Signs and Symptoms of High Progesterone

When progesterone levels surge, what results is a plethora of symptoms most typically accredited to mid-life changes. However, these symptoms can occur at any age.

Women may not immediately recognize that the underlying cause is the presence of high progesterone levels as symptoms can be varied and subtle. For women taking prescription progesterone products, these symptoms may be exhibited due to a buildup of progesterone stored within the fat.

Symptoms of High Progesterone Levels

Physical Conditions

  • Vaginal infections
  • Weight gain
  • Water retention
  • Bloating, indigestion, and upset stomach
  • Hot flashes
  • Changes in appetite

  • Acne and oily skin
  • Cramping
  • Dizziness
  • Headaches
  • Breast tenderness
  • Decreased libido
  • Increased PMS symptoms

Mental Conditions

  • Depression
  • Anxiety
  • Insomnia or drowsiness
  • Fatigue
  • Mood swings

Depending upon the length of time symptoms prevail, more side effects may evolve. Less common physical conditions include allergies; allergic reactions; diarrhea; constipation; irregular periods; nausea; vomiting; hair loss; hirsutism; and blurred vision.

Signs of High Progesterone Levels

In addition to the most widely experienced symptoms outlined above, there are a number of signs that one might not normally equate with high progesterone levels.

These medical signs - paralleled with aforementioned symptoms – are measurable criteria that are usually assessed and observed by a physician. They help formally diagnose a hormonal imbalance with unhealthy fluctuations of progesterone levels.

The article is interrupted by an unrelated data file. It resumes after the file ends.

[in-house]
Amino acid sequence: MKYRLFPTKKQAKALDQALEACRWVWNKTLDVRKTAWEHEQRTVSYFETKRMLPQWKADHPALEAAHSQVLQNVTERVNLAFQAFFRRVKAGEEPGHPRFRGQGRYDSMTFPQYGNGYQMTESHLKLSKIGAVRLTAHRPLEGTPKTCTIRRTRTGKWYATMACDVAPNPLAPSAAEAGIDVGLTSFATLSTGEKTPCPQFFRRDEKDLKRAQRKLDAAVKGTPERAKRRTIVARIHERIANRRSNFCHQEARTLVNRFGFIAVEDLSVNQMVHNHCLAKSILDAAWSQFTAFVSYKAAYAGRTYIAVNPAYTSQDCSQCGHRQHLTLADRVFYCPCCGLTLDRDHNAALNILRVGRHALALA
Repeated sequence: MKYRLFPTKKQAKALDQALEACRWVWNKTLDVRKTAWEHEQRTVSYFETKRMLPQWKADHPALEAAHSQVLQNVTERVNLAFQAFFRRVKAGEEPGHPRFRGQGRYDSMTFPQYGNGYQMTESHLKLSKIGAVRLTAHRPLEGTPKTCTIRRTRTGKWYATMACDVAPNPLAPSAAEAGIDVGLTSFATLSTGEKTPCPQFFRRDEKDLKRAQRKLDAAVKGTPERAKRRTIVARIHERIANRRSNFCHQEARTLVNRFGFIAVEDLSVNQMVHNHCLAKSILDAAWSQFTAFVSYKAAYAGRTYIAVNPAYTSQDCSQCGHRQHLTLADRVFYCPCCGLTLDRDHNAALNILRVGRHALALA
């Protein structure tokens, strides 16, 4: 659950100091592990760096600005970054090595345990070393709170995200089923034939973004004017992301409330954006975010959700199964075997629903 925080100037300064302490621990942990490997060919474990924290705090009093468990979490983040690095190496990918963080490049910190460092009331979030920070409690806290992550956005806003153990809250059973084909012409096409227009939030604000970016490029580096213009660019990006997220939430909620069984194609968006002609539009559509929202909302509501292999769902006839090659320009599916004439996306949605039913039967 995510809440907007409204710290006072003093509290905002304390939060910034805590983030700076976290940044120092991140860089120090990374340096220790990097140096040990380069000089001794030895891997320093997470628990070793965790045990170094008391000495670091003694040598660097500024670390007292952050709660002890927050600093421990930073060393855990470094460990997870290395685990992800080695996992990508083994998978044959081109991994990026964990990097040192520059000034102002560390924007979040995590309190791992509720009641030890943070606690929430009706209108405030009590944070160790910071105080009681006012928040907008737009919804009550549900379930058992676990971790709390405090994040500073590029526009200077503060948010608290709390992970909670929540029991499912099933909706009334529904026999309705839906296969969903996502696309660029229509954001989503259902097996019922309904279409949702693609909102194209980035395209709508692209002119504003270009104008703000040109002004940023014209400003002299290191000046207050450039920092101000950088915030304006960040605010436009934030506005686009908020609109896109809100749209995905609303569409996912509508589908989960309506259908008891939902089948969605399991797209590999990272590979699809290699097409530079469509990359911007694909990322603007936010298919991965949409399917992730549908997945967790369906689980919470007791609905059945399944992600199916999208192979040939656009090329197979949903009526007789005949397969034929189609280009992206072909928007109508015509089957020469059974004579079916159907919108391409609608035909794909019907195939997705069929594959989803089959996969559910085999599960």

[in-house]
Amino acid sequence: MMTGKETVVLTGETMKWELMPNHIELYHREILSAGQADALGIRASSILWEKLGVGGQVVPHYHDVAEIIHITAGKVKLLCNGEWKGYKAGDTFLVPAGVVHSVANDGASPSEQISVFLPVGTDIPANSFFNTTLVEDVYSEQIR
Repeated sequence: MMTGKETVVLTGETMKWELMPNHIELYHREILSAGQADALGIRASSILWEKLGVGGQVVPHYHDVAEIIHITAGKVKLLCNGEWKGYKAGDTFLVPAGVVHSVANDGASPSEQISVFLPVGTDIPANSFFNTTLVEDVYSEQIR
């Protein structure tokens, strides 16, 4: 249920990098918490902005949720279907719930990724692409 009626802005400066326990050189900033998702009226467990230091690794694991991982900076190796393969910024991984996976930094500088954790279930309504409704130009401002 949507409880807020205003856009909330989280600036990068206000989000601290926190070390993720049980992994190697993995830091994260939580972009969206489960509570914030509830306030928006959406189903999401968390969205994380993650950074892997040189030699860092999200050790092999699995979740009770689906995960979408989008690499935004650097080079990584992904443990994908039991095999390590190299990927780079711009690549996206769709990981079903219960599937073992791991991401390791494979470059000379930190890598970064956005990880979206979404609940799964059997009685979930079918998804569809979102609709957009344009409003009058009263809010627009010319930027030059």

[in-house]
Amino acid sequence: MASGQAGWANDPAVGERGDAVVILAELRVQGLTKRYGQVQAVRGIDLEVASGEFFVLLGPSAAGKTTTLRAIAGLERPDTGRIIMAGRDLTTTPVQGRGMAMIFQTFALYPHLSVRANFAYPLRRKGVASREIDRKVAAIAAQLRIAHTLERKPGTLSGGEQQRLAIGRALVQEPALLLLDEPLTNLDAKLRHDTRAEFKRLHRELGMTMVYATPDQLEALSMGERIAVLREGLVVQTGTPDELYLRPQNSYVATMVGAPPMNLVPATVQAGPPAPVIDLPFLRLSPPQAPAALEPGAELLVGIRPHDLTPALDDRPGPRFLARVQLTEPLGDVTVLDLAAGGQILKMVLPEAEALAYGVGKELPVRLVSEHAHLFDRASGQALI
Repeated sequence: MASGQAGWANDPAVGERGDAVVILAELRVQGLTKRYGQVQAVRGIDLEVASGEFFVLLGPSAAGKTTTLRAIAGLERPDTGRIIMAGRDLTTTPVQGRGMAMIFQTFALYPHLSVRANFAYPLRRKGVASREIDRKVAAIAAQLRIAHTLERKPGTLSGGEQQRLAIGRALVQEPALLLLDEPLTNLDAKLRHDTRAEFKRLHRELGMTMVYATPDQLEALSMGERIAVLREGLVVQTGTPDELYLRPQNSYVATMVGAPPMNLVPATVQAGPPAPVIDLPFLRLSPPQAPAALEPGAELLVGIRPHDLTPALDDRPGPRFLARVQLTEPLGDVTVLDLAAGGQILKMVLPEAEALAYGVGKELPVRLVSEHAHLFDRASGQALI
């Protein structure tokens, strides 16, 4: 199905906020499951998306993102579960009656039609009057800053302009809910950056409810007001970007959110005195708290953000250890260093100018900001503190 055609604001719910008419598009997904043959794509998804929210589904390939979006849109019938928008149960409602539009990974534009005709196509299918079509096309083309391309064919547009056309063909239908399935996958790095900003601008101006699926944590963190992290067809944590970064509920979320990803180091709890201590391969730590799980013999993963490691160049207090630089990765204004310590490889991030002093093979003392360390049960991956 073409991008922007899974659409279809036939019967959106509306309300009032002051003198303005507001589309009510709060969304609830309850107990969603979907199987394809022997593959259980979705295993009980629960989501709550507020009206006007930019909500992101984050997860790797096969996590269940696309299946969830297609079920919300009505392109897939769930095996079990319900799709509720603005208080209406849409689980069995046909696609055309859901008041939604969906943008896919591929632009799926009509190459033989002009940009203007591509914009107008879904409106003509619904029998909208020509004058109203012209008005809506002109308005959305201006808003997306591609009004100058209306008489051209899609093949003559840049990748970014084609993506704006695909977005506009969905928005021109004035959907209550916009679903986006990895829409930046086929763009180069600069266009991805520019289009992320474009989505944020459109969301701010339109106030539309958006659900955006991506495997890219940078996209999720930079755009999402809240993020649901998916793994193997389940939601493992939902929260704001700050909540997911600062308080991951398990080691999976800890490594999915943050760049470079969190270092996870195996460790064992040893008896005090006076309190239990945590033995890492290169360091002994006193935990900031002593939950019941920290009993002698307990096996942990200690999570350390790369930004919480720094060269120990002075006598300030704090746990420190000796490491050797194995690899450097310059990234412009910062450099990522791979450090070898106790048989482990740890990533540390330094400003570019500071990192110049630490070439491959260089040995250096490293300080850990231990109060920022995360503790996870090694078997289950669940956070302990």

Physical Conditions

  • Vaginal infection (Positive microscopy results showing bacterial or fungal growth)
  • Water retention (Pitting oedema as confirmed by doctor)
  • Hair loss (Diagnosed by doctor through widening part, or male-patterned baldness)
  • High levels of progesterone shown by blood tests

In all cases, women should be proactive with maintaining hormonal balance before a prolonged, unhealthy variation leads to the onset of more serious conditions.

Continue reading to learn more about progesterone tests.

Bibliography

  • Carlson, K.J. et al. (2004). The New Harvard Guide to Women's Health. Massachusetts: Harvard University Press. Available from Google Books.
  • Conrad, C. (2005). A Woman's Guide to Natural Hormones. New York: Penguin Group. Available from Google Books.
  • Cleveland Clinic. (n.d.). Bioidentical Hormones. Retrieved November 21, 2017, from https://my.clevelandclinic.org/health/articles/bioidentical-hormones
  • Davey, J.D. & Dzugan, S. (2015). The Menopause Cure and Hormonal Health. UK: Matador. Available from Google Books.
  • Dessinioti, C. & Katsambas, A. (2009). Congenital adrenal hyperplasia. Dermatoendocrinology, 1(2), 87-91. doi: 10.4161/derm.1.2.7818
  • Kawarai, Y. et al. (2017). High serum progesterone associated with infertility in a woman with nonclassic congenital adrenal hyperplasia. The Journal of Obstetrics and Gynaecology Research, 43(5), 946-950. doi: 10.1111/jog.13288
  • Kotsopoulos, J. et al. (2009). Relationship Between Caffeine Intake and Plasma Sex Hormone Concentrations in Premenopausal and Postmenopausal Women. Cancer, 115(12), 2765-2774. doi: 10.1002/cncr.24328
  • Maruyama, K. et al. (2010). Exposure to exogenous estrogen through intake of commercial milk produced from pregnant cows. Pediatrics International: Official Journal of the Japan Pediatric Society, 52(1), 33-38. doi: 10.1111/j.1442-200X.2009.02890.x
  • Project AWARE. (2008). What Hormones are Used in HRT? Retrieved November 20, 2017, from https://www.project-aware.org/Managing/Hrt/whathormones.shtml
  • Society of Endocrinology. (n.d.). Hormones of pregnancy and labour. Retrieved November 16, 2017, from http://www.yourhormones.info/topical-issues/hormones-of-pregnancy-and-labour/
  • Windham, G.C. et al. (2005). Cigarette Smoking and Effects on Hormone Function in Premenopausal Women. Environmental Health Perspectives, 113(10), 1285-1290. doi: 10.1289/ehp.7899
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